Presuming that you’ve been left with an unimaginable void after the abrupt cancellation of America’s long-running crime-comedy-drama series Castle, you may have just found a fresh obsession.. Well, that’s if you actually take heed in the hogwash of trickery and magic, and it doesn’t bother you that the two leads have absolutely nil sexual chemistry.
Warner TV’s latest Deception takes after Castle in more ways than one. The new thrilling crime drama, too, pairs an uptight female cop with credulous male civilian, but in place of Castle‘s celebrated mystery novelist, viewers are presented with an outright narcissistic superstar of a magician or illusionist – Cameron Black, played by Jack Cutmore-Scott.
From our aforementioned references, by now you would have been able to establish the notion behind creator Chris Fedak’s Deception. A childlike magician, completely unschooled for law enforcement, quickly becomes an FBI agent’s regular somewhat illicit sidekick for solving crimes seemingly permeated with deception and misdirection.
While it’s natural to expect some kind of romance to spew out of this unconventional partner in crime relationship, that glimmer of spark between Jack Cutmore-Scott’s Cameron Black and Ilfenesh Hadera’s FBI agent Kay Daniels is dismally monotonous, much to our dismay. Perhaps the odd coupling would grow on us as the show advances?
Behind every magician’s secrets is a hardworking crew of assistants, and in Black’s case, it comprises Vinnie Jones’ Gunter, Justin Chon’s Jordan and Lenora Crichlow’s Dina. The cast spawns a diverse bunch, but the banter and synergy prevailing amongst them sure as hell makes for a far more appealing amalgam to that of the two leads.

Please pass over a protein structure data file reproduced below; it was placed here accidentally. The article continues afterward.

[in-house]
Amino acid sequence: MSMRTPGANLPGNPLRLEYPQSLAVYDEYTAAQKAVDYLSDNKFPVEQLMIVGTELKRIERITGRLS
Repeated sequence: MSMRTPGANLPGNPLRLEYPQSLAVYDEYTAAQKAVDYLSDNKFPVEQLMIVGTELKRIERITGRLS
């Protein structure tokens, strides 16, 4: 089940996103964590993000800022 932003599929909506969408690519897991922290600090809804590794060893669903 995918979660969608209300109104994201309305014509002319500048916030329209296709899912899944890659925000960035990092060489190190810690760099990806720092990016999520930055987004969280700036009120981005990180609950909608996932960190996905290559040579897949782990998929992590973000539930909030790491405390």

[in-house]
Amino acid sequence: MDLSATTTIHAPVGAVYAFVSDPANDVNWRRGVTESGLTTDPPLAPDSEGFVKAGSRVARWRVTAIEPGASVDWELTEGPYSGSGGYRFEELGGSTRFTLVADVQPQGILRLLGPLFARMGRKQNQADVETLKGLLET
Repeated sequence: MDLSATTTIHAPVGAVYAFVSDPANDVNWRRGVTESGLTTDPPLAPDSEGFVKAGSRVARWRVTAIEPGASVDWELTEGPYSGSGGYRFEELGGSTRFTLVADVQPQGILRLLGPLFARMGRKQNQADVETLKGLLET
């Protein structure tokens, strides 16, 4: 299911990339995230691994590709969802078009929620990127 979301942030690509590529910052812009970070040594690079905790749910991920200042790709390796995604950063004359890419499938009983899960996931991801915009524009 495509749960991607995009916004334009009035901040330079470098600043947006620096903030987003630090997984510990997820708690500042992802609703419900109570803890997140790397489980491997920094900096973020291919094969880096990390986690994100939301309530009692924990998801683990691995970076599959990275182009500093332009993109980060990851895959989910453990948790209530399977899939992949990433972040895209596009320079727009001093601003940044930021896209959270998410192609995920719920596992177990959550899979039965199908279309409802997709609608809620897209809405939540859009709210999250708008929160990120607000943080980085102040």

Should you need more substance before being on board, allow us to lay the cards on the table by way of the pilot episode, which we were so gladly given exclusive access to ahead of its premiere. If you absolutely detest spoilers, do yourself a favour and kindly refrain from proceeding further with the review.
Great magician Cameron Black gets caught in a life-changing, career jeopardising scandal after it was revealed to the world that he had a twin brother Jonathan Black who was in on a majority of his on-screen acts, following a car crash involving a mystery woman which had left him (Jonathan) framed for murder.
He then sees a clue in an FBI case through a TV coverage of an aviation explosion that could help clear his brother’s name and makes his way to the crime scene before then meddling with the FBI agents’ jobs and defy the explicable odds by exclaiming, “Your plane did not explode. It disappeared.” Thus, the FBI and Black begin working together.
We’re not even mad about the lighthearted procedurals that come with Deception. Our concern is, rather, its continuity. Okay, one misdirected illusion or two may seem clever, but will that archetype, when repeated, work to intensify this TV show’s hook as it progresses? Will it be enough to keep viewers coming back?
With all that said, we’re digging both the lightness and seriousness Deception presents. There is humour and nonchalance injected here and there, yet this is woven into the deeper layers of mystery and darkness that unravels gradually. As of now, we’re somewhat sold. Give the pilot a chance and you’ll see exactly what we mean.
Deception premieres on Warner TV ((Astro Channel 719 and unifi TV Channel 613) at 9pm on March 12th (Monday), the same day as the U.S. release.